Extreme means: the supremacy of BOURNE ULTIMATUM (2007)
In a very general sense, the patterns that form the path of a narrative trilogy tend to bend at home when it comes to an end. In many modern trilogies, this idea – the concept of “home” – could be a physical place or something more spiritual or psychological. Often, the impetus at the start of a trilogy is for outside forces to invade the safety of our heroes’ “ homes’ ‘in whatever form, but the imprint left by those “ homes” on characters often come to define how their stories ultimately play out. We see it in the powerful “ journey ” trilogies of The Lord of the Rings or the original Star wars – in the first the return to the shrine of the Shire, the second being the regrouping of the survivors for whom a new home is with their companions. But we also see it in less conventional narrative trilogies – Toy story 3 bringing us to a new home but spiritually similar to Andy’s; Indiana Jones and the Last Crusade ‘s ride at sunset; hell, even the Austin powers the trilogy brought everyone together as a family at the end. There’s something cathartic and satisfying about the pleasantly circular shape of a Homecoming Trilogy Capper – it suggests that the journey is the destination, but the home you left behind is the answer. It is a curve that is difficult to resist and to which the Bourne Trilogy embraced in its last installment.
Over time, it seems that many have landed on Supremacy being the Bourne The crown jewel of the trilogy (or at least it was a trilogy before Greengrass and Damon Kingdom of the Crystal Skull‘d the damn thing with the incredibly misguided Jason bourne) and although I disagree, it is largely indisputable that the impact of Supremacy on action cinema would be felt for years. Between Supremacy and Ultimatum, Greengrass would arguably wear the “ shaky-cam ” style of action leadership that has since been maligned. It’s easy to forget how revealing this was back then – while it wasn’t a technique used by all copying filmmakers in the years to come, it was intense, exciting, absorbing. Greengrass covers his action sequences extensively and his use of shaky-cam is full of intention, although in retrospect they don’t always come together as effectively as they might otherwise. At the time, it was a separate, practically author’s choice that aligned the Bourne series with being a “ mature ” action movie – that felt real, in an era of heightened cinematic similarity and apathy, especially in the genre of American action cinema that was floundering at the time.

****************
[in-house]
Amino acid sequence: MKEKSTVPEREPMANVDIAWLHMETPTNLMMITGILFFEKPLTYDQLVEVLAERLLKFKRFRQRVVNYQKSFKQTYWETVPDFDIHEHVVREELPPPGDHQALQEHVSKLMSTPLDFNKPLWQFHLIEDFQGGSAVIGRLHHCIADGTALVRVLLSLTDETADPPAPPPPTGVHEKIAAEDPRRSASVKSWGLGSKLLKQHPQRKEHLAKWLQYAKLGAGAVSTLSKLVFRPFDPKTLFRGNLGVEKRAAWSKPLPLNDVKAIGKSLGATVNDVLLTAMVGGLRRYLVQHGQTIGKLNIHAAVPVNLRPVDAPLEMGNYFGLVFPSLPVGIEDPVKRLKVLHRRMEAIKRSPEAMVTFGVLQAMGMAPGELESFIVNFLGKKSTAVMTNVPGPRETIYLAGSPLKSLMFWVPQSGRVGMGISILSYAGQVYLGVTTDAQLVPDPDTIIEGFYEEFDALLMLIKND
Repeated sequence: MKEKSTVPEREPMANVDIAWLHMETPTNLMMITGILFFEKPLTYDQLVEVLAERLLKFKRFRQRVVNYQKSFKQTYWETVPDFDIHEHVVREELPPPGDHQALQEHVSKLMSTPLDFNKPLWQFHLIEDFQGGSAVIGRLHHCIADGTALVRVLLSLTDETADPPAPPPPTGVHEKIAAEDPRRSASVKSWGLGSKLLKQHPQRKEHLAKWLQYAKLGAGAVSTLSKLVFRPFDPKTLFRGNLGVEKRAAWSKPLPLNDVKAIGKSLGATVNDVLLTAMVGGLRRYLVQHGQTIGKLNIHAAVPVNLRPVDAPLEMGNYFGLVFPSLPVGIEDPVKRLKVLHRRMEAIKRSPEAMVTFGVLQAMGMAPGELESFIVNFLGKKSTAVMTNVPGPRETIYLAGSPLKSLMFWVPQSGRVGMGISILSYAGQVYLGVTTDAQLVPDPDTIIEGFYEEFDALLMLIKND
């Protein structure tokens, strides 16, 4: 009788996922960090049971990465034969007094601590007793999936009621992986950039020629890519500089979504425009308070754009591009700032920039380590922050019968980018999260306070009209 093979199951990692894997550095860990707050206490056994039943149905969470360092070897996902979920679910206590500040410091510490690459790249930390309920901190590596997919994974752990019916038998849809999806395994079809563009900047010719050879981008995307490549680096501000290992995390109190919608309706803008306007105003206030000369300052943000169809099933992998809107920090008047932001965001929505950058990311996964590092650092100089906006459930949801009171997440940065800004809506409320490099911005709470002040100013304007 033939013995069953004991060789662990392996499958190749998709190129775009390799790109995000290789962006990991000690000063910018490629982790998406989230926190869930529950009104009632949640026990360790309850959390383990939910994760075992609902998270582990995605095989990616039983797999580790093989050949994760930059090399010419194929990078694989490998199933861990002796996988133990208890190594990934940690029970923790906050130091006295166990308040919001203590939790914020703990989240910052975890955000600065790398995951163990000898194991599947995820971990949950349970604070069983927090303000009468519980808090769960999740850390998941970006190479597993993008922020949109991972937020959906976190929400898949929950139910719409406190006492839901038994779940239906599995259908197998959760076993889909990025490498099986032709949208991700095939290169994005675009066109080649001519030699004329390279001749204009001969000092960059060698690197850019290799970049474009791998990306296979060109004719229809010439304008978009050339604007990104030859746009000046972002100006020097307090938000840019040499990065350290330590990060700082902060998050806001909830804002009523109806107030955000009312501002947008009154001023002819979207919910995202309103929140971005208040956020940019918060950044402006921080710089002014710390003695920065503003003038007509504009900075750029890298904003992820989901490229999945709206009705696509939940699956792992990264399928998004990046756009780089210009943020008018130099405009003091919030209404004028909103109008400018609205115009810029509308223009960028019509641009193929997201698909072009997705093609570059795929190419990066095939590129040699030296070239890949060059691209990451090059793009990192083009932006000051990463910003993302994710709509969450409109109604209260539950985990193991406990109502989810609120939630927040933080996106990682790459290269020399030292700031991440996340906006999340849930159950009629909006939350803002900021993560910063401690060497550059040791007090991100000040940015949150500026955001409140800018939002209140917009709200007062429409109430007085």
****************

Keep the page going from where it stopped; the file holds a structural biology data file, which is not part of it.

There are undoubtedly better, more accomplished action films of the time – arguments could be made for a range of films, from Kill Bill series at Crouching Tiger Hidden Dragon at The black Knight – but all carry the caveats of mixed genres or a certain directorial flavor that prevents them from being considered a Bourne movies did (the closest comparison I would consider would be 2006 Casino Royale in terms of both quality and influence, and ultimately it comes down to a personal opinion at that point as to which title is best). Without the Bourne series, it’s hard to imagine heavy and shaky digital action cinema taking off in the years that followed. Ultimatum, nor the Eurocentric action thrillers of the Taken series. It was also a reminder that blockbusters could be created from visual voices and singular directors on huge budgets – which the filmmakers – including, especially Christopher Nolan – would prove and improve further in later years. Mostly, Bourne argued that the more adult cam -oriented these films, the more financially successful they could be. If this was applicable to anything outside of Bourne is debatable, but it was nonetheless a current ideology.
Beyond the simple technique, Bourne, and especially Ultimatum, uniquely captured that sentiment in Western society that matched the emerging techno-paranoia and ambivalence towards the institutions that would define the years to come. Bourne is arguably the most successful action thriller to draw from the post-9/11 government surveillance crises and their implications – and the ideological hints of a film in which a government black-op killing machine gains autonomy. and turns against the infamous institutions that created it are palpable in their paralleling of the insecurity fueled by the NSA in the idea of governments and their ability to work in the best interests of all. Rather than feed it, Bourne works as a sort of island warning but resonating at work both within Western governments for the sake of powers beyond ordinary citizens, but also as a suggestion of what the results of such interference may have on a national population growing to be suspicious of their government working for them. Watching The Bourne Ultimatum ten years later, especially in his final climactic puzzle-assembling moments, is a particularly exciting but unsettling experience in the context of modern America, where distrust of institutions and their pursuit of obscure tactics, which they justified or not, at least partially fueled animosity towards the established US government.